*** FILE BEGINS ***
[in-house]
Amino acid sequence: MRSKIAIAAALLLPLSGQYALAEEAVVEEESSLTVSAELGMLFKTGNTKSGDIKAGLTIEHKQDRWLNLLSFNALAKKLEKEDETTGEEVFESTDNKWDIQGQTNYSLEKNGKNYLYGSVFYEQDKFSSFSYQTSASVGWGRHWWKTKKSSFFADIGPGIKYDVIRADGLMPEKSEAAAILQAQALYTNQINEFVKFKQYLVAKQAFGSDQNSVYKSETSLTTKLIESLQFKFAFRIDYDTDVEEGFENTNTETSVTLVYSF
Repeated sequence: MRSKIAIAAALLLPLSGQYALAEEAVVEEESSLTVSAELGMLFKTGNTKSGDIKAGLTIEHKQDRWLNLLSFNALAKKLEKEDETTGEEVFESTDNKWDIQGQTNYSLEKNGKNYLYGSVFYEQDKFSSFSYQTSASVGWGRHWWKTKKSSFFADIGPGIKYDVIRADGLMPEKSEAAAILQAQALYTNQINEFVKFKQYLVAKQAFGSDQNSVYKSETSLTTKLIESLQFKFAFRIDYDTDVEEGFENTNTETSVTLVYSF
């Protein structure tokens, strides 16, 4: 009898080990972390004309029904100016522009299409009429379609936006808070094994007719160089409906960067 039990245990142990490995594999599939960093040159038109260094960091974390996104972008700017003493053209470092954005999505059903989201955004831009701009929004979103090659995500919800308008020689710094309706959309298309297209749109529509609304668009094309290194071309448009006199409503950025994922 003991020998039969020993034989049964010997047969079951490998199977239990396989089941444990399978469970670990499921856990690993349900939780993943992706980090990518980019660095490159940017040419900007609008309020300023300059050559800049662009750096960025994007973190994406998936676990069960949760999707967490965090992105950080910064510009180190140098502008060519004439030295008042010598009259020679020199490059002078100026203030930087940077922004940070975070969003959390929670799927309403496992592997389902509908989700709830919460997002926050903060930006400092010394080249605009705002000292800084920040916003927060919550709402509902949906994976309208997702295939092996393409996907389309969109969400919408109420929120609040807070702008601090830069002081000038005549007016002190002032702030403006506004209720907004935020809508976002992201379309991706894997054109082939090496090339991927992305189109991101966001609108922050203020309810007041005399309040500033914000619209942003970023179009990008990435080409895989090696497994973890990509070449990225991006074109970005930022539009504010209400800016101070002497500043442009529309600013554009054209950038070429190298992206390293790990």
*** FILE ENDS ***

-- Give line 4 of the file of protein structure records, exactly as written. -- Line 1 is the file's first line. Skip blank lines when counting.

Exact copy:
């Protein structure tokens, strides 16, 4: 009898080990972390004309029904100016522009299409009429379609936006808070094994007719160089409906960067 039990245990142990490995594999599939960093040159038109260094960091974390996104972008700017003493053209470092954005999505059903989201955004831009701009929004979103090659995500919800308008020689710094309706959309298309297209749109529509609304668009094309290194071309448009006199409503950025994922 003991020998039969020993034989049964010997047969079951490998199977239990396989089941444990399978469970670990499921856990690993349900939780993943992706980090990518980019660095490159940017040419900007609008309020300023300059050559800049662009750096960025994007973190994406998936676990069960949760999707967490965090992105950080910064510009180190140098502008060519004439030295008042010598009259020679020199490059002078100026203030930087940077922004940070975070969003959390929670799927309403496992592997389902509908989700709830919460997002926050903060930006400092010394080249605009705002000292800084920040916003927060919550709402509902949906994976309208997702295939092996393409996907389309969109969400919408109420929120609040807070702008601090830069002081000038005549007016002190002032702030403006506004209720907004935020809508976002992201379309991706894997054109082939090496090339991927992305189109991101966001609108922050203020309810007041005399309040500033914000619209942003970023179009990008990435080409895989090696497994973890990509070449990225991006074109970005930022539009504010209400800016101070002497500043442009529309600013554009054209950038070429190298992206390293790990």